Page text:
questions about buying/selling

I know these topics have been covered but the last, long threads have been about specific situations, with lots of emotion. I have a couple basic questions about buying and selling. I should say that I have no feedback on Audiogon or Audiomart; I have a modest number of positive reviews on eBay. 

These questions are in the context of Paypal reporting income and issuing a 1099k. If I'm understanding it correctly, any sales over $600 generate this taxable income requirement. It looks like many online sales now use the "family and friends" option.

BUYING: It looks to me like Audiomart offers no buyer protection. What protections are available to me as a buyer (other than research and due diligence)? If I insist on using PayPal goods/services (3%), does that provide me with adequate coverage through PayPal? I've read that using friends/family with a credit card offers coverage from the cc company, but I wonder if anyone out here has actually made a claim to a cc company this way. I wouldn't be surprised if a cc company was hesitant since family/friends is not supposed to be used for a purchase. Why would a cc company offer coverage on what should essentially be a cash transfer between friends/family? (And--there's a 3% charge to use a cc for family/friends, as I understand it.)

SELLING: I may want to sell a few things (CR-1, amp, etc). Without an established record, what assurances can I give a potential buyer here or on Audiomart? (I'm fine on eBay.) If I offer to use PayPal goods/services (and pay for it!), would that go far in reassuring a potential buyer that they're protected? 

Finally: I think I read that I wouldn't have to pay tax on income from sales if I can show that I am selling the items for less than I purchased them for. Is this true? And is it easy? (Sigh. I'll just end up paying my accountant to do all the filing work. There's no free lunch.)

I appreciate any general advice here and I'm sorry if I'm misunderstanding how PayPal works. If there's a *recent* thread on this topic that doesn't get into outraged specifics about individual situations, please redirect me. I'm only interested in how the policies work. 


@minorl "Hmmm, if you purchased an item new for $10,000 and sold it for $5,000 did you actually make money? or is it a loss?"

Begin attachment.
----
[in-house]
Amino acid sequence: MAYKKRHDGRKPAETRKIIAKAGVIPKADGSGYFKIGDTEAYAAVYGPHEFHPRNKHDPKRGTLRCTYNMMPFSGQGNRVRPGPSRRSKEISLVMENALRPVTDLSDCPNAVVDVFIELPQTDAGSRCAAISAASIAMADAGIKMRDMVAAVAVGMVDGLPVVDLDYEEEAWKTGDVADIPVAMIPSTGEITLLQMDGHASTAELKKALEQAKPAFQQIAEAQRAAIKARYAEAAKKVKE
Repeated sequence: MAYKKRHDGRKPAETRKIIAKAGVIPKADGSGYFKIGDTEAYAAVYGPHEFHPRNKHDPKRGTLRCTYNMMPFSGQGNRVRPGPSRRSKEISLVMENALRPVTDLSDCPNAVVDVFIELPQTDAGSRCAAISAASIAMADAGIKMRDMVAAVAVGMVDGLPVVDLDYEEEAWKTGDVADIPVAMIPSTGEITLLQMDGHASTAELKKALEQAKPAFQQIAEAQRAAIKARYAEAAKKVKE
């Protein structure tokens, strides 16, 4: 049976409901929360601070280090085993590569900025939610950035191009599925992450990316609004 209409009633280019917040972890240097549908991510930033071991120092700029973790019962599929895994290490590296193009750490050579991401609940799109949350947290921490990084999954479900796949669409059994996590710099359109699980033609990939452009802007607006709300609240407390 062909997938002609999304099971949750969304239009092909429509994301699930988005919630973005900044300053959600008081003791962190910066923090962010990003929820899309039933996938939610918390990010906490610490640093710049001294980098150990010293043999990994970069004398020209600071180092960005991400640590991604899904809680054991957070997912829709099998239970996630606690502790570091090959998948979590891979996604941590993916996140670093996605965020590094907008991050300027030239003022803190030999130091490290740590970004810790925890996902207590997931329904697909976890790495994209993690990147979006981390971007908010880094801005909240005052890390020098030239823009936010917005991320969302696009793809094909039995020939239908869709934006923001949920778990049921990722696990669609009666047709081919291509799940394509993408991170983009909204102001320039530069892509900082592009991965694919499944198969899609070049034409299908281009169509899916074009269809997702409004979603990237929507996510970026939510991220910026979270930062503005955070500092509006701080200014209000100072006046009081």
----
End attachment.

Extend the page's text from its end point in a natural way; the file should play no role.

What's hard about it you didn't make money. All you need to do is have documentation for the purchase price vs the sales price ; if the former is higher than the latter you report no income, hence no tax

As I understand it one should file the 1099, state that the selling price was lower than the purchase price (have receipts) and therefore represents a loss. Do to this being a hobby as opposed to a business the loss is not deductable, 

This interests me: "If the buyer wants the unit shipped and prefers paypal, then the buyer will be responsible for the additional paypal fees." It seems to me more complicated than that.

As a buyer, I would prefer not to send thousands of dollars via friends/family without any buyer's protection. What strikes me, though, is that if I request that the seller uses PayPal, and even if I pay the fees, the seller will get a 1099k (over $600) that he has to deal with. If I'm understanding it correctly, that would mean that the seller would be responsible for paying taxes on that income or somehow proving that he sold the item at a loss. At the very least, that's a hassle and very possibly an expense (paying an accountant). 

It seems to me that this is a change to the way that the used audio market does business, and I wonder how it is impacting sales. 

Facten: I'm sure that Mesch is right. You have to file the 1099k as part of your income.

So for a seller, there is either tax to be paid or the hassle of finding the original receipt and then paying an accountant (if you use an accountant, as I do) to file it correctly. 

I didn’t say that you don’t have to file the 1099k with your return, I said in the example above that there is no taxable income from the transaction provided you can document your original cost. Watch the video incorporated in the below link, the CPA gives a detailed example of personal use transaction 1099K . Note the video gives a specific example using of how transactions were handled when the Federal reporting was $20K in transactions but the Vermont’s was $600 and the implications to the Federal return. Video still applies since the Fed threshold is now $600.